Food color additives are safe. They have been evaluated for safety by several regulatory authorities across the globe, including the U.S. Food and Drug Administration (FDA) and the European Food Safety Authority (EFSA).
Globally, the Food and Agriculture Organization of the United Nations (FAO) and World Health Organization’s (WHO) Joint FAO/WHO Expert Committee on Food Additives (JECFA) reevaluates the safety of food and color additives. JECFA, an independent scientific expert committee, performs risk assessments and provides advice to FAO/WHO member countries and the Codex Alimentarius Commission (CAC).
Their function in food
According to experts, “color is the single most important sensory cue to expectations about the likely taste and flavor of food and drink.” In addition to increasing the consistency of naturally occurring colors in food, color additives also allow us to easily identify foods we like.
Food colors and hyperactivity
Scientific studies on the potential relationship between food colors and hyperactivity have been conducted for over 30 years. To date, most scientific experts and regulatory agencies agree that enough evidence does not exist to support a causal relationship between food color consumption and increased hyperactivity.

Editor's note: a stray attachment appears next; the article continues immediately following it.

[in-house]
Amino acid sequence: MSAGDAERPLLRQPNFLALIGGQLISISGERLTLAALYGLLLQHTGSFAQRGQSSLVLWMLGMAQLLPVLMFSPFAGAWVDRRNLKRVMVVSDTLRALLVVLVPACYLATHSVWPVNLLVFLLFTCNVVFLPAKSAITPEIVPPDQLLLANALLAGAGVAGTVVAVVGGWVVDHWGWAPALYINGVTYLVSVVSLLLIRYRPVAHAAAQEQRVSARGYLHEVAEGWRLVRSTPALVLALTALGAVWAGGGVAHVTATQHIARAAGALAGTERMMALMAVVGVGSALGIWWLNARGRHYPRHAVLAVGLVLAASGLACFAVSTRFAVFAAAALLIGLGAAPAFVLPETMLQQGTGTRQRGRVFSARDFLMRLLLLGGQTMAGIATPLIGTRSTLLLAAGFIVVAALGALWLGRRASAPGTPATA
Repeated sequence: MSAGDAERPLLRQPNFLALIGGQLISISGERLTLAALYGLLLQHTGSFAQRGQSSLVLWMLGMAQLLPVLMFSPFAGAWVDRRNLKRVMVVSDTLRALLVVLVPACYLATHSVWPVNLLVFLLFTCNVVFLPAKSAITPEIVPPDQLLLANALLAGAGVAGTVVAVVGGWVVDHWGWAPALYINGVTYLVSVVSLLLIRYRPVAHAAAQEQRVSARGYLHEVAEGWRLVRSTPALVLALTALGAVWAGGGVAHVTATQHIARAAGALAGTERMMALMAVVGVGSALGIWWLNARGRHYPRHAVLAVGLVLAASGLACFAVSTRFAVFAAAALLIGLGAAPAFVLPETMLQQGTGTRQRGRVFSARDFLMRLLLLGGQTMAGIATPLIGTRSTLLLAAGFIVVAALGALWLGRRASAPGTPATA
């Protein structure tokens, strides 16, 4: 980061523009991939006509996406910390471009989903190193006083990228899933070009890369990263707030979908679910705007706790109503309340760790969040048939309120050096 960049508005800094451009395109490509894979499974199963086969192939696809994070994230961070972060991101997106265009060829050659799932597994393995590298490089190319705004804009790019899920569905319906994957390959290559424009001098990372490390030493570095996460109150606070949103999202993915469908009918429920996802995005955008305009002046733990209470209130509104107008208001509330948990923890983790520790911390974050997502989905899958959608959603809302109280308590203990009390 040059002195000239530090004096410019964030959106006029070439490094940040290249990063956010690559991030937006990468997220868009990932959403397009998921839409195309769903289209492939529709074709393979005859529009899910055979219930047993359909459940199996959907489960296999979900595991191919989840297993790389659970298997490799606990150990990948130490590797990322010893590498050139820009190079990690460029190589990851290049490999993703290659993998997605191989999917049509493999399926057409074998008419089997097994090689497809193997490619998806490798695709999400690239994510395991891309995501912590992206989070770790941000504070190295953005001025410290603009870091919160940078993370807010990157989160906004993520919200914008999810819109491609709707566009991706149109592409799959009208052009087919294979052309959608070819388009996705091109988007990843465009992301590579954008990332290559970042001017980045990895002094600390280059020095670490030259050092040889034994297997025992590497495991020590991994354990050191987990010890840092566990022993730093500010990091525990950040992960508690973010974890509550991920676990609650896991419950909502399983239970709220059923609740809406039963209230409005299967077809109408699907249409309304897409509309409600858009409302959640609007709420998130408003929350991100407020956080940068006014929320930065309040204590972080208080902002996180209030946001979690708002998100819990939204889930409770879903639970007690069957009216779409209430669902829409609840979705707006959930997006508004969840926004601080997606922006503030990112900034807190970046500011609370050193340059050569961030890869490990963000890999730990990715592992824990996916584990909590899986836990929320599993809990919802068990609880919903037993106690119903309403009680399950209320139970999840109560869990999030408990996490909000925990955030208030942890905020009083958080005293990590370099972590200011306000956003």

What does the FDA have to say about food colors and hyperactivity?
In 2011, the FDA’s Food Advisory Committee reviewed the studies on food colors and hyperactivity in children and heard two days of expert testimony. They concluded that the current data did not prove that food colors caused hyperactivity or other adverse behavior in children; however, FDA experts stated that “more research is needed on the topic.”
Stay informed about food colors
If you would like to limit or avoid food color additives altogether, you can easily do so by reading the ingredient list on the food label. Color additives used in the product will be listed in the ingredient list.
This article was written by Theresa Hedrick, MS, RD, LD